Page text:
What is a Test Chamber and How Does It Work?

By: | May 23rd, 2019

Image by Bokskapet from Pixabay

The health industry, consumer goods industry, construction industry and many others have to evaluate the materials they use for various purposes. One of the ways to do that is with the help of a test chamber.

Specific products have to resist external factors to prove functional and useful and therefore need to pass a series of tests. In this article, we’ll explain what a test chamber is and how it works.

What is a Test Chamber?

A test chamber, an environmental chamber or a climatic chamber is a type of an enclosure that mimics the effects of environmental conditions. Experts in the industry use it to see how their products, materials or components can withstand harsh conditions before going into large-scale production.

They use the chamber for some other purposes, such as:

  • preparation for additional tests on products
  • stand-alone tests for different material combinations.

How a Test Chamber Works

If you want to understand how a test chamber works, it’s essential to understand two physical parameters: temperature and humidity.

Temperature Control

Temperature control is the first factor for the functionality of a test chamber. The chamber has to perform two tasks: heating and cooling. Moreover, the temperature has to distribute through space inside of the chamber evenly.

Unique technical settings make it easier for the air to circulate within the compartment, regardless of the item that’s put to the test. The chamber also has a closed circuit mechanical cooling scheme with the following elements:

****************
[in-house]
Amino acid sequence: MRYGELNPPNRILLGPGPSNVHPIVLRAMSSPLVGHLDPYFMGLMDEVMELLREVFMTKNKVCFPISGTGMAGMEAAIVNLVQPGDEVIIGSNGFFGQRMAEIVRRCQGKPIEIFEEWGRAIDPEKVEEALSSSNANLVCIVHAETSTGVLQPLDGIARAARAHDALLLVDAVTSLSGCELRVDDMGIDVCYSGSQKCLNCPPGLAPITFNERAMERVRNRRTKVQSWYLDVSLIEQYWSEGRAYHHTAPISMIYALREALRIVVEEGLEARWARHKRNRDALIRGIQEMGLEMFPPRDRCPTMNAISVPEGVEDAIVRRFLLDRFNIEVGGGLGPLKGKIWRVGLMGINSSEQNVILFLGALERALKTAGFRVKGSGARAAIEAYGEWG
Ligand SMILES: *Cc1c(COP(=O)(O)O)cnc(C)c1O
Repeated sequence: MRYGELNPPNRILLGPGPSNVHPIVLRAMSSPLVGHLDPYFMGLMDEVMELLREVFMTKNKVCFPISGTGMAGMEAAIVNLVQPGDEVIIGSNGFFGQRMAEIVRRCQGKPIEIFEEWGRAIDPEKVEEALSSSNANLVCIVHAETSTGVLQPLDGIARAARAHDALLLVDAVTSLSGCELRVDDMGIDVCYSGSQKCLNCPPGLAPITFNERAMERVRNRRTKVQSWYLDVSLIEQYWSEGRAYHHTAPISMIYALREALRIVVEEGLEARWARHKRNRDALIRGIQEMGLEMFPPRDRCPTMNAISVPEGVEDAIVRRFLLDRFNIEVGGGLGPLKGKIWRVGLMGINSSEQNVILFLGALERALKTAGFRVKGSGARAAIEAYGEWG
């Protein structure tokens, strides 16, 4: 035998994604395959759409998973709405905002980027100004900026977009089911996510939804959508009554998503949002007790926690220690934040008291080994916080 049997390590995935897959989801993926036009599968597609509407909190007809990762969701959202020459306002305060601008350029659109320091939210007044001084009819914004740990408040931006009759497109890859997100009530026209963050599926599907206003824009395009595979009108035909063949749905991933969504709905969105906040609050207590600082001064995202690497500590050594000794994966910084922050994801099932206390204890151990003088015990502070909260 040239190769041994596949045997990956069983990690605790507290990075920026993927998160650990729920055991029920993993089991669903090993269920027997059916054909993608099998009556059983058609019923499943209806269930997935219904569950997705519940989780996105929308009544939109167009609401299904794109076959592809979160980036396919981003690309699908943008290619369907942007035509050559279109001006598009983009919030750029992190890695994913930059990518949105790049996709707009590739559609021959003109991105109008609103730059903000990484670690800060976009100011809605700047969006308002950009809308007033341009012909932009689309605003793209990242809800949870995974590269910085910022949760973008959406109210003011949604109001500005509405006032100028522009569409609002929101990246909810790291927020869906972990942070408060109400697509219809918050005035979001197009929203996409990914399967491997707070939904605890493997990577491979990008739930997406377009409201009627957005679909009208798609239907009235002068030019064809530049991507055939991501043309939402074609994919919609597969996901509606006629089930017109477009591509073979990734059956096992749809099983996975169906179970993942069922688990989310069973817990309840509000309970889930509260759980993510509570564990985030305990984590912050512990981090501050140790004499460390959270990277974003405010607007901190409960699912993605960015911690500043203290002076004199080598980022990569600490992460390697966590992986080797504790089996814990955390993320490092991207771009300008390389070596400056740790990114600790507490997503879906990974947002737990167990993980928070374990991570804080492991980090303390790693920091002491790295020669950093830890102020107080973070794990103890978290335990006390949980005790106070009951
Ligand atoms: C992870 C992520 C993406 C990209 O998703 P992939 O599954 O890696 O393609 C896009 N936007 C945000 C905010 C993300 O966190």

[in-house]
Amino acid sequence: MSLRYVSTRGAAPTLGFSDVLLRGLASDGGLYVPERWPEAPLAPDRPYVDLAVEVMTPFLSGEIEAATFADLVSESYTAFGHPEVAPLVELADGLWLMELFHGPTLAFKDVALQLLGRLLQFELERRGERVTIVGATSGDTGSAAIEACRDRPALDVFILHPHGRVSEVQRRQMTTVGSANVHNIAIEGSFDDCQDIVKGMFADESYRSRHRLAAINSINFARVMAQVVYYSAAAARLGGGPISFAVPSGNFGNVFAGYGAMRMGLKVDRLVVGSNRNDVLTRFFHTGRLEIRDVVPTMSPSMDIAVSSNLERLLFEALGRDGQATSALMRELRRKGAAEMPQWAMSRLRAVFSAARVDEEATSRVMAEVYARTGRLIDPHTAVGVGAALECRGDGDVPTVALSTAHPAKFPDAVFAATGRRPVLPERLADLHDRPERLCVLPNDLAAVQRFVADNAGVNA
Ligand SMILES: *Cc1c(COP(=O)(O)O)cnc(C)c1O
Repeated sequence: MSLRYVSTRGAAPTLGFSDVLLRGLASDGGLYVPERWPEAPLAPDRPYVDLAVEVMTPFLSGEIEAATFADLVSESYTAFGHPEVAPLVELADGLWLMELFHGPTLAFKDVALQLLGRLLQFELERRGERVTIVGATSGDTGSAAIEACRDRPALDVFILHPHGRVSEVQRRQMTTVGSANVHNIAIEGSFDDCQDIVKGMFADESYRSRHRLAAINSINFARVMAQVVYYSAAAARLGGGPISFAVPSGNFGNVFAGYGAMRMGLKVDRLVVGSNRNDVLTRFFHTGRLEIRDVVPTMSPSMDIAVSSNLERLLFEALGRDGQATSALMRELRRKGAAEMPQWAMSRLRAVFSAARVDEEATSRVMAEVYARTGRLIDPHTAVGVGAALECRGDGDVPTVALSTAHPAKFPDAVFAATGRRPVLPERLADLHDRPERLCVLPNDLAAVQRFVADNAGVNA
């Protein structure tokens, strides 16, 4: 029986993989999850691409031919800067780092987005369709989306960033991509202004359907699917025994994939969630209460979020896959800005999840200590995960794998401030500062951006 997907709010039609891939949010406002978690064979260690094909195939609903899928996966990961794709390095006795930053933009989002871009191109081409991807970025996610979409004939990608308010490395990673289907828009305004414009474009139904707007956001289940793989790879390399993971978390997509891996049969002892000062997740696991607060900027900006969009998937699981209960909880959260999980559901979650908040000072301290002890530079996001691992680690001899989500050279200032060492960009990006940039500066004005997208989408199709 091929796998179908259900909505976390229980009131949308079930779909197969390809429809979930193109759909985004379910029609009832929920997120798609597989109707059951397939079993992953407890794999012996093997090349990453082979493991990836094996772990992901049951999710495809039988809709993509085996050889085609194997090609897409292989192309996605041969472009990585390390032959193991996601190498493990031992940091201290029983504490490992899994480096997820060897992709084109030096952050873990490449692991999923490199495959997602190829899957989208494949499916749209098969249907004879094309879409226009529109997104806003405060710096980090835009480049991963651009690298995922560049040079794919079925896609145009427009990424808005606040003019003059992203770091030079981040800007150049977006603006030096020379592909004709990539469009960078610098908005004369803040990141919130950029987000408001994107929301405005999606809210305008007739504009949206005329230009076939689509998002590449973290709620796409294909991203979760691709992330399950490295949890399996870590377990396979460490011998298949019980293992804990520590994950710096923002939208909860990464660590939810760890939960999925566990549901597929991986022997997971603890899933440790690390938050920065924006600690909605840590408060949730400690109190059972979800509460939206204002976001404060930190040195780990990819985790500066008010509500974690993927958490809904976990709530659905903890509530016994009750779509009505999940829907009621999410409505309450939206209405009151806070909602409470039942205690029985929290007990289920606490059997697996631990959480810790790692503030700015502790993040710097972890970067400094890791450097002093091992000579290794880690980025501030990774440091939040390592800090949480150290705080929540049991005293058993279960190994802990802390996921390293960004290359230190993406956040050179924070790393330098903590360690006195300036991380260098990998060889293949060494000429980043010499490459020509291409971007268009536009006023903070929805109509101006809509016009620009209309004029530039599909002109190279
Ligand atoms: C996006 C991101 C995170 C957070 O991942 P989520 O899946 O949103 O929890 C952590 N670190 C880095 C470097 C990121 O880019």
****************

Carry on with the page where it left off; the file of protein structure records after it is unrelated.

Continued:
1. Compressor
  2. Condenser
  3. Evaporator
  4. Expansion valve.

Humidity

The second parameter, humidity, allows for an equal distribution of moisture within the compartment. However, for the chamber to do its job, the system must perform both humidification and dehumidification.

An electric humidifier lets the steam into the chamber when there’s a hole in the air flow. A special algorithm controls the humidifier for optimized performance.

Dehumidification, on the other hand, is done by a mechanical system. Once you expose an object with a lower temperature to a different setting (higher temperature), the surface of the object becomes moist because of the condenzation process.

An evaporator then lowers the humidity inside the chamber since it has the lowest temperature. It turns on only when you have to take out the excess moisture from the compartment.

Although we talked about test ovens, it’s crucial to understand how a test oven differs from a burn-in oven.

The Difference Between Burn-In Ovens and Test Ovens

Burn-in ovens and test ovens are both used for industrial purposes. A few companies, make them to enhance the functionality of materials and products.

Still, it’s good to know the main difference between these two types of ovens or chambers.

Burn-in Ovens

In burn-in ovens, devices and products are burned at controlled elevated temperatures to test their stress levels and reliability. The early failure of materials is known as “infant mortality” is tested and improved so that the finished product could be safe.

Burn-in ovens work on a principle of temperature growth. Hot air circulates the chamber and warms the product that’s inside.

Test Ovens

Test ovens, or test chambers, are the chambers we talked about earlier. They also work on a temperature growth principle but use humidity as well.

These ovens are used for multiple applications such as thermal evaluation of materials and similar tests where you require tight temperature uniformity.

Do You Need a Test Chamber for Your Business?

Test chambers have numerous functions across several industries. They use high temperatures and humidity to control the environment in which we test a specific product’s properties. If you think a test chamber is what you need, consult an expert on industrial ovens.

Bianca Van der Watt

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